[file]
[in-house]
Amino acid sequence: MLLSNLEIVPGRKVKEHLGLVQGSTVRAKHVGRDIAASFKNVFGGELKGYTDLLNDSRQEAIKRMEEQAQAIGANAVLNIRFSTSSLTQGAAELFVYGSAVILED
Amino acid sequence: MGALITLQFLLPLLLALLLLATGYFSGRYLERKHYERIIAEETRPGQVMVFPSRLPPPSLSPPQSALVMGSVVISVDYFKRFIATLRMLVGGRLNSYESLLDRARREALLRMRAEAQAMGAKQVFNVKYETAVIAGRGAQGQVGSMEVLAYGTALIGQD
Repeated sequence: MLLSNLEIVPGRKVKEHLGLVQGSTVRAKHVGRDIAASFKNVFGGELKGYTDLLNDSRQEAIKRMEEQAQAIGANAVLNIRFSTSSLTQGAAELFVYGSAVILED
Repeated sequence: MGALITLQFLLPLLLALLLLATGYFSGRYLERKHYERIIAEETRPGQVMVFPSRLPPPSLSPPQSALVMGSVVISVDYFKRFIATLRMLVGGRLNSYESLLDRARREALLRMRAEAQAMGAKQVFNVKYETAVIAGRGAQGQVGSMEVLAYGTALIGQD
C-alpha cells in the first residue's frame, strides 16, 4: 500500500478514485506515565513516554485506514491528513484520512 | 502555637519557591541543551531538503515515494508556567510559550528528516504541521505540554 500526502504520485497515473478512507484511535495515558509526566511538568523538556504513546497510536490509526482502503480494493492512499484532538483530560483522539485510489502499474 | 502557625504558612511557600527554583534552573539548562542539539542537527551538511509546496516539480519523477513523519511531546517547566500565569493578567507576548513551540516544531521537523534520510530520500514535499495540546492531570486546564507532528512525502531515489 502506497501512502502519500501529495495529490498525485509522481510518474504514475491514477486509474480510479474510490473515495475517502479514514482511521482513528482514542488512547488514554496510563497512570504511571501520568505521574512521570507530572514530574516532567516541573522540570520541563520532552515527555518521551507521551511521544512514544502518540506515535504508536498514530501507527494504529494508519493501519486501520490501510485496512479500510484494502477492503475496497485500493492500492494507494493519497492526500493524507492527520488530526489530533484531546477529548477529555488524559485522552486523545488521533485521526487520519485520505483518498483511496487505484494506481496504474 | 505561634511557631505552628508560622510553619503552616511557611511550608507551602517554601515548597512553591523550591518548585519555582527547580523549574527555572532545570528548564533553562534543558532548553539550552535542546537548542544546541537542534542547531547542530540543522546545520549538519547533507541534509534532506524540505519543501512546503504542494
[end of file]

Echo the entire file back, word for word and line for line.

[in-house]
Amino acid sequence: MLLSNLEIVPGRKVKEHLGLVQGSTVRAKHVGRDIAASFKNVFGGELKGYTDLLNDSRQEAIKRMEEQAQAIGANAVLNIRFSTSSLTQGAAELFVYGSAVILED
Amino acid sequence: MGALITLQFLLPLLLALLLLATGYFSGRYLERKHYERIIAEETRPGQVMVFPSRLPPPSLSPPQSALVMGSVVISVDYFKRFIATLRMLVGGRLNSYESLLDRARREALLRMRAEAQAMGAKQVFNVKYETAVIAGRGAQGQVGSMEVLAYGTALIGQD
Repeated sequence: MLLSNLEIVPGRKVKEHLGLVQGSTVRAKHVGRDIAASFKNVFGGELKGYTDLLNDSRQEAIKRMEEQAQAIGANAVLNIRFSTSSLTQGAAELFVYGSAVILED
Repeated sequence: MGALITLQFLLPLLLALLLLATGYFSGRYLERKHYERIIAEETRPGQVMVFPSRLPPPSLSPPQSALVMGSVVISVDYFKRFIATLRMLVGGRLNSYESLLDRARREALLRMRAEAQAMGAKQVFNVKYETAVIAGRGAQGQVGSMEVLAYGTALIGQD
C-alpha cells in the first residue's frame, strides 16, 4: 500500500478514485506515565513516554485506514491528513484520512 | 502555637519557591541543551531538503515515494508556567510559550528528516504541521505540554 500526502504520485497515473478512507484511535495515558509526566511538568523538556504513546497510536490509526482502503480494493492512499484532538483530560483522539485510489502499474 | 502557625504558612511557600527554583534552573539548562542539539542537527551538511509546496516539480519523477513523519511531546517547566500565569493578567507576548513551540516544531521537523534520510530520500514535499495540546492531570486546564507532528512525502531515489 502506497501512502502519500501529495495529490498525485509522481510518474504514475491514477486509474480510479474510490473515495475517502479514514482511521482513528482514542488512547488514554496510563497512570504511571501520568505521574512521570507530572514530574516532567516541573522540570520541563520532552515527555518521551507521551511521544512514544502518540506515535504508536498514530501507527494504529494508519493501519486501520490501510485496512479500510484494502477492503475496497485500493492500492494507494493519497492526500493524507492527520488530526489530533484531546477529548477529555488524559485522552486523545488521533485521526487520519485520505483518498483511496487505484494506481496504474 | 505561634511557631505552628508560622510553619503552616511557611511550608507551602517554601515548597512553591523550591518548585519555582527547580523549574527555572532545570528548564533553562534543558532548553539550552535542546537548542544546541537542534542547531547542530540543522546545520549538519547533507541534509534532506524540505519543501512546503504542494